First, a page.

Hey, Signal Corps! As I mentioned, I'm out of pocket for a few days. In the meantime, CanadianSimon has sent along a post. And its not just Superman related (always a plus), its also a very personal piece.
I haven't done too many Guest Posts, but if this works out (and I think Simon's post worked out very well), we could make this a recurring feature. Please comment, be nice, and I'll be back next week.
Without further ado, here's Simon's post:
It has been said that comics are one of the two forms of art created in America, the second being Jazz, but where did the idea for these costumed super heroes come from? Surely the idea for space aliens, magic wish fulfillment rings and scientists who transform into monsters must be original in nature. As we all know, there are no new ideas. Rather today's comic book super heroes have their roots firmly planted in the mythos of the past. In the case of Ryan's favourite hero, Superman, we will see that the inspiration for this character goes back well over 3000 years.
Anecdotally I think a lot of people associate Superman with Jesus Christ. Even the Wachoski brothers make allusions to this in the Matrix trilogy where Neo, played by Keaneau Reeves,the series Christ like figure is purposefully given a costume the ripples like Superman's cape in the second and third movies. While Neo, Superman and Christ are all messiah figures, Superman was not based on Christ.
You see messiah is a very old term which means anointed. Typically it is used to describe a leader anointed by God. I doubt that two young men of Jewish decent, Jerry Siegel and Joe Shuster, intended for Superman to be a metaphor for Jesus. Instead they were thinking just a bit farther back in the old testament, or Torah, of Moses. Both Moses and Superman follow the Talmudic injunction where you shall do good for goods sake. Can you imagine a being of Superman's immense power? Why would he bother to help out us puny humans unless he was truly anointed by God.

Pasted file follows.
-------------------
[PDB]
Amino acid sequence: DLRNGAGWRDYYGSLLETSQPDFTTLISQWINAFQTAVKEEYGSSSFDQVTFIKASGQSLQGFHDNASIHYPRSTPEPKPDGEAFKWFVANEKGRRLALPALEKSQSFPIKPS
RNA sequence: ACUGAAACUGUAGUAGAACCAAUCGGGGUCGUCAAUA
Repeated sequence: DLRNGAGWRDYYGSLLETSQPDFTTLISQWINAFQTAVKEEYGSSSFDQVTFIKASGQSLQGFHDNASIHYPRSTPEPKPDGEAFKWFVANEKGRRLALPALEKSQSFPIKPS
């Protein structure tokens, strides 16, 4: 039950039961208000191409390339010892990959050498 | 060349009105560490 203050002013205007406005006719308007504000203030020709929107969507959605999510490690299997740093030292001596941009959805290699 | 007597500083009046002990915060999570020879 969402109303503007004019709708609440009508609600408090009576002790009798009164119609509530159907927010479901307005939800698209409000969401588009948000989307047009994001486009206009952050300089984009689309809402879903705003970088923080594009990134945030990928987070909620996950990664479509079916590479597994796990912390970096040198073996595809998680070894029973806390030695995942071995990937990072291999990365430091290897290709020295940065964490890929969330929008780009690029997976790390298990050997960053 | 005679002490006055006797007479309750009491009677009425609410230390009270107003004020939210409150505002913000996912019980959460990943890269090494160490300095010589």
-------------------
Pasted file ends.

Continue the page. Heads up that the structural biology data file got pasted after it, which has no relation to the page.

If you remember the story of Moses the only way that his family thought he could be saved was by letting him be adopted. At the time the Pharaoh had instructed that male Hebrew children would be killed by drowning in the Nile. His family put him a basket a sailed him down the river Nile where he was found and adopted by the daughter of the Pharaoh. Moses went on to be a great leader of men.
This is very much like Superman's origin where Jor-el and Lara put him into a rocket ship and sent him to earth where he was adopted by the Kent's. Of course the destruction of Krypton basically wiped out the entire population of Krypton which is different than what was happening to Hebrew children during Moses time but it does mirror the sentiment that American Jews were feeling as the holocaust was happening in Europe. One might also point out the similarities of Superman's flight to Earth with that of Jewish children being sent away from Germany, Austria, Poland in the Kindertransport in the months leading up to World War II.
Additionally the name "Superman" or Übermensch was originally coined by Friedrich Nietzsche in his book Thus Spoke Zarathustra. The Nazi party of Germany co-opted the term of Ubermensch during World War II. In turned this caused Jerry Siegel to create a villainous character modelled after the Nietzsche ideal man. Later Joe Shuster suggested creating a hero with the name of Superman partly to tweak the nose of the Nazis.
Adoption also plays a major part in Superman's story. He yearns to discover his true identity and to become connected to this world. No matter what he does he never truly fits in because he is an alien. In comics Superman is an alien from another planet but that is more of an allegory for the alienation that adopted children feel. As an adopted child I can sympathize with him on this point. I have the most wonderful adopted parents who rival Ma and Pa Kent for the amazing upbringing and opportunities they have given me. However, sometimes I wonder about the who, the what and the why of my birth parents so I identify strongly with Superman's search for identity. Note: I've never tried to find out or ask about my birth parents and I probably never will. I just don't need that information to be happy but the wondering is still there lurking waiting to jump out at me when I'm feeling scared or alone.
So while some people may think that Superman can be a lame character the core ideas put into this fictional creation are extremely strong. He was based on Moses. He was intended to be something for Jewish children to look up to. He was always supposed to be fighting the Nazi's even though the comic company would not let him do so until after America entered World War II. Finally he is a role model for adopted children everywhere.
That is why Superman is cool to me.
Thanks so much, Simon!
I sincerely appreciate Simon stepping in to help out, and I hope we can have other, similar fill-in columns in the future.
Simon doesn't just leave comments on strange Texan comic geeks' blogs. He's a writer, developer and consumer of coffee. You can read CanadianSimon's blog at http://SimonMacDonald.blogspot.com